The Java Source

More Commentaries on a Memorable 2010 Devoxx

November 19, 2010 By: Janice Heiss
I've been trolling again for the best buzz on 2010 Devoxx. Happily, there's plenty of food for thought - and the ideas are not half-baked.

Paris in Antwerp

Once again, Papo's Log, run by Java Champion Paris Apostolopoulos, provides a rich service with informed and insightful comments and observations about Devoxx happenings. Topics include:

* The Future Roadmap of Java EE
* Project Coin
* Cloudbees
* OpenJDK
* Activiti in Action
* Java Puzzlers
* Keynotes by Stephan Janssen, Mark Reinhold, Dion Almaer and Ben Galbraith
* Reflection Madness by Dr. Heinz Kabutz
* Infinispan
* Josh Bloch on performance anxiety and system complexity
* HTML5 Websockets

Thanks once more, Paris!

Speaking of Paris, the Paris JUG team has now posted no fewer than 11 YouTube videos -- the next best thing to being there.

The void-main-args blog run by "anrizal" has worthwhile summaries of talks on Hadoop, Scala, caching, data management, modularity and other matters. It's a good place to gather ideas quickly and accessibly.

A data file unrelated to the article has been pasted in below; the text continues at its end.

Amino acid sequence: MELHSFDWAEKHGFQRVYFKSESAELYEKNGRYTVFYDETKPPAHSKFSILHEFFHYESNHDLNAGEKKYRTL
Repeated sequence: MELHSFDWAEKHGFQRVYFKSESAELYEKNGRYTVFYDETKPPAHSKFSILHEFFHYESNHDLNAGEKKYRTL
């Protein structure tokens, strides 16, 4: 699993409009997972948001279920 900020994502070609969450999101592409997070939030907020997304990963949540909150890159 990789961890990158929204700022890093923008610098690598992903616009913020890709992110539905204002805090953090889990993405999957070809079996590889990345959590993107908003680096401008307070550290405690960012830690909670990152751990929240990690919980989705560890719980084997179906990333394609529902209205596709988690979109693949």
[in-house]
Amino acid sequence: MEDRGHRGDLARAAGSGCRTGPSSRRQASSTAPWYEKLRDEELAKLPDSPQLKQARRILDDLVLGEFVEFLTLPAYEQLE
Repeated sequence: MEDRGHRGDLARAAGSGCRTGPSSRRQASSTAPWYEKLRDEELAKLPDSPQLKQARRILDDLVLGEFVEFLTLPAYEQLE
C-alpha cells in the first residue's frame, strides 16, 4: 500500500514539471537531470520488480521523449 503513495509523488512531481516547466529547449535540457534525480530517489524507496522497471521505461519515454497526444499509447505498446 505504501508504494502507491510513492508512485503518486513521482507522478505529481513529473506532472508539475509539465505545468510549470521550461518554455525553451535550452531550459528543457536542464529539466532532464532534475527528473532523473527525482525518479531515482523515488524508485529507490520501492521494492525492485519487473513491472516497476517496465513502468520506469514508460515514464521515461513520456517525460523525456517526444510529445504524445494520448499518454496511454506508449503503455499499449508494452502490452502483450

Java Asylum has very concise, clear daily notes on Devoxx sessions and keynotes. If you want "just the facts" check it out.

Floris' Blog offers an information-rich summary of Devoxx that is well worth a look.

Java Champion Adam Bien, who has a remarkable grasp of Java EE, gave a session, "Creating Lightweight Applications with Nothing but Vanilla Java EE 6". I was unable to cover a similar session at JavaOne. Here's the abstract:

"The combination of the Convention over Configuration and Dependency Injection principles, drastically simplifies the Java EE 6 development model. This session covers the approach for building lean, but still maintainable and scalable applications with nothing but plain Java EE 6 technologies. A (rich) JPA 2.0 domain object can be annotated with JSR-303 (Bean Validation) for validation purposes, EJB 3.1 Stateless / Stateful Session Bean provide the transactionality, remoting (JAX-RS / REST), concurrency. JSR-299 (CDI) enables the direct exposure to the JSF 2 view and extension points, as well as aspects. The interesting point: such minimalistic architecture still remains extensible and testable.

The pragmatic combination of EJB 3.1, JPA 2.0, Bean Validation, Context and Dependency Injection and JAX-RS (REST) will be covered from the real world angle and is especially interesting to Java (EE) developers and architects:

Pragmatic modularization and deployment of WARs / EARs
Stateful vs stateless architectures
Domain driven design vs. service oriented components
Component configuration with EJB 3.1, interceptors and CDI
incremental migration from J2EE"

Java developers are once again spreading information in the best tradition of Java.

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